Worldwide, nurses comprise the largest group of healthcare workers as well as the largest migrant group among all categories of healthcare workers. In the USA, the number of companies engaged in international nurse recruitment rose from about 40 in 1990 to 270 in 2009 (Eckenwiler 2009). About 8% of US Registered Nurses (RNs) are foreign-educated with the Philippines as the major source country accounting for more than 30% of US foreign-educated nurses. Nurse immigration to the USA has tripled since 1994 to about 15,000 annually (Aiken 2007). The USA employs the most international nurses, but foreign-educated nurses comprise only 4% of its nursing workforce, compared to the UK and Ireland (8%) and Canada (6%). The top six countries that export nurses are the Philippines, Canada, India, Nigeria, Russia, and Ukraine (Walker 2010).

High-income countries have resorted to foreign recruitment to address their workforce shortages instead of developing an adequate plan for sustainable workforce development within their own countries. International recruitment has created the phenomenon of “brain drain,” a shortage of highly educated and skilled health workers within the source countries, which has catastrophic effects on the quality of care, disease burden, and mortality in these countries (Allutis et al. 2014; Kingma 2007). The “brain drain” has worsened conditions in source countries that are likely to be low-income, resource poor, and plagued by shortages of manpower particularly highly skilled professionals and well-qualified educators; shortages are worse in rural areas.

31.3.2 Government Policies

The pattern of migration of Filipino internationally educated nurses (IENs) illustrates how the drivers of migration work. Filipino IENs comprise the largest group of migrants with the USA as the favored destination country. Filipino nurses emigrate because of high unemployment at home despite a glut of nurses because the local economy could not absorb the large numbers of graduates, creating tight competition and less opportunity for advancement. Low wages have prompted Filipino physicians to retrain as nurses for employment abroad.

According to Jurado (2013), both the US and Philippine governments have played a major role in creating the “push” and “pull” for nurse migration. The Philippines was colonized by the Americans in 1898 after the Spanish-American War that ended centuries of Spanish rule since 1521. Except for a brief period of Japanese occupation during World War II, the American occupation finally ended in 1946 when the Philippines gained its independence. During the occupation, Americans were confronted with health issues in the Philippines from epidemics of typhoid, cholera, smallpox, and tuberculosis. In addition to introducing mass public education, the Americans were instrumental in developing hospitals, public health programs, and training of doctors and nurses in the Philippines. The Americanization of Philippine nursing was paved by American teachers and textbooks and further training of nurses in the USA; these nurses subsequently assumed leadership positions in nursing education and service. The American influence in the country’s professional nursing and healthcare has remained strong with English as the medium of collegiate instruction (Pacquiao 2003). According to Masselink (2009) countries that were colonized may have been introduced to the colonizer’s language and educational systems, facilitating ease of migration to the colonizing country. Consequently, Filipino nurse graduates are preferred targets of foreign nurse recruitment. In fact, nursing shortages with corresponding opening of visa entry to the USA are the major influence in local nursing enrollment in the Philippines (Jurado and Pacquiao 2015). US immigration policies since after World War II have paved the way for thousands of Filipino IENs to enter the country legally by creating different entry visa categories (temporary and permanent status), extending their legal residence in the USA after expiration of their temporary work visas and allowing adjustment of their temporary status to permanent residents (Jurado 2013).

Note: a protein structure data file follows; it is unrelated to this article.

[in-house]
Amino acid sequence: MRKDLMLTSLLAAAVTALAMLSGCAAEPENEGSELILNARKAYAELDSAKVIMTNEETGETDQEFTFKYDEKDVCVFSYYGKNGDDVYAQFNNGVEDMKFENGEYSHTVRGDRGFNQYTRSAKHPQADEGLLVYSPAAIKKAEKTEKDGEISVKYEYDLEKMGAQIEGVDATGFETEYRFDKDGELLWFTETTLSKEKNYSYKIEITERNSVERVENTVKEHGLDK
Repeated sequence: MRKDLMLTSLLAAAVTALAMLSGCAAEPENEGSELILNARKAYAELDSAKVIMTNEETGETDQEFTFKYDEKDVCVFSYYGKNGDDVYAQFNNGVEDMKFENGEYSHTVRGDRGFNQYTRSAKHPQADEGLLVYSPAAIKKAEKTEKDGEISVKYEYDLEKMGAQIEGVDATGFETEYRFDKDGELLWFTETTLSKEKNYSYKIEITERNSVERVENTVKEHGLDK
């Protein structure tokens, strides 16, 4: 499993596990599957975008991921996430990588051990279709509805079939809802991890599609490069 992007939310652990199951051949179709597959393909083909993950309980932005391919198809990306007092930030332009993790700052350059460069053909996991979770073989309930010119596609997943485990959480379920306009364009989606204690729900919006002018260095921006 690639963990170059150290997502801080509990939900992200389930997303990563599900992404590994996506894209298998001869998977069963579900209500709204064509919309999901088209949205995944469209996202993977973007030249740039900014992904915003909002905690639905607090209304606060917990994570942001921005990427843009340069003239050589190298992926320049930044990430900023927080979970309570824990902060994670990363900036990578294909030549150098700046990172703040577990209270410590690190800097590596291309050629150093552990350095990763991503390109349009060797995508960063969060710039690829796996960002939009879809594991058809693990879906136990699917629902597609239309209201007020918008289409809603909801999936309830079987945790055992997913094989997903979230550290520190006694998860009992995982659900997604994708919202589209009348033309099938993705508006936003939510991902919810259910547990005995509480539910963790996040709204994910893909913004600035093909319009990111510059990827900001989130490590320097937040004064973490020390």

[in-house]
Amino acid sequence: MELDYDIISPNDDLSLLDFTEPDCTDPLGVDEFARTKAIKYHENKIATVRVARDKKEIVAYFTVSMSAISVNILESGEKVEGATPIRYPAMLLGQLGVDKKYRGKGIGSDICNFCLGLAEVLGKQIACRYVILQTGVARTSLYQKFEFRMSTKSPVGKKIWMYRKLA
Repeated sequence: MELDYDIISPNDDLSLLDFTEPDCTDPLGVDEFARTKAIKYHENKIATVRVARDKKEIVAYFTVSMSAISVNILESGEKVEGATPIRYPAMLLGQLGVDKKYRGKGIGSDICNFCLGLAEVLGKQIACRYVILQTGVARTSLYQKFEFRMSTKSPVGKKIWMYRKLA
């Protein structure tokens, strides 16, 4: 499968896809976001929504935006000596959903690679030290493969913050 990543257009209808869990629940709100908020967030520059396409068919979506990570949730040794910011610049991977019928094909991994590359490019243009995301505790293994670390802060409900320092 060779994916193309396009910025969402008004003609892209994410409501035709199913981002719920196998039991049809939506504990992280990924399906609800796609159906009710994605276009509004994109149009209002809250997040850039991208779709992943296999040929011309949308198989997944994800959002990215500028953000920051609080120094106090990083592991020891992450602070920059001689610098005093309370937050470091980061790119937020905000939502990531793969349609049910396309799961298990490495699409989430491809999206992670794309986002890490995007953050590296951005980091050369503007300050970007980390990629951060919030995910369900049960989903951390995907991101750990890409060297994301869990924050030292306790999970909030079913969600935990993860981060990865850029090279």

The Philippine government has encouraged labor emigration because Filipinos working in other countries send significant remittances that bolster the dollar revenues of the country critical to the payment of its foreign debt. Since the time of President Marcos, the government has encouraged overproduction of nurses for export. Large numbers of nurses are unemployed due to limited employment opportunities in healthcare. Healthcare jobs offer low wages, so many nurses seek employment outside of healthcare (Jurado 2013).

31.3.3 Increased Global Demand for Healthcare Services

Healthcare workforce shortages have been attributed to high demand for healthcare services because of the increasingly aging population, population growth, higher prevalence of chronic and noncommunicable diseases, and expansion of primary care services (WHO 2013). The UN’s Millennium Development Goals and Alma-Ata’s declaration of “healthcare for all” have given impetus to the global agenda to provide universal access to healthcare. Increased recognition of the social determinants of health has pushed the need for primary care services that promote health beyond disease-based care (ICN 2006). The shortage is also attributed to lack of workforce planning, inadequate funding for students entering the professions, inadequate numbers of faculty constraining enrollments, and growth of alternative work opportunities for women (AACN 2014; ICN 2006).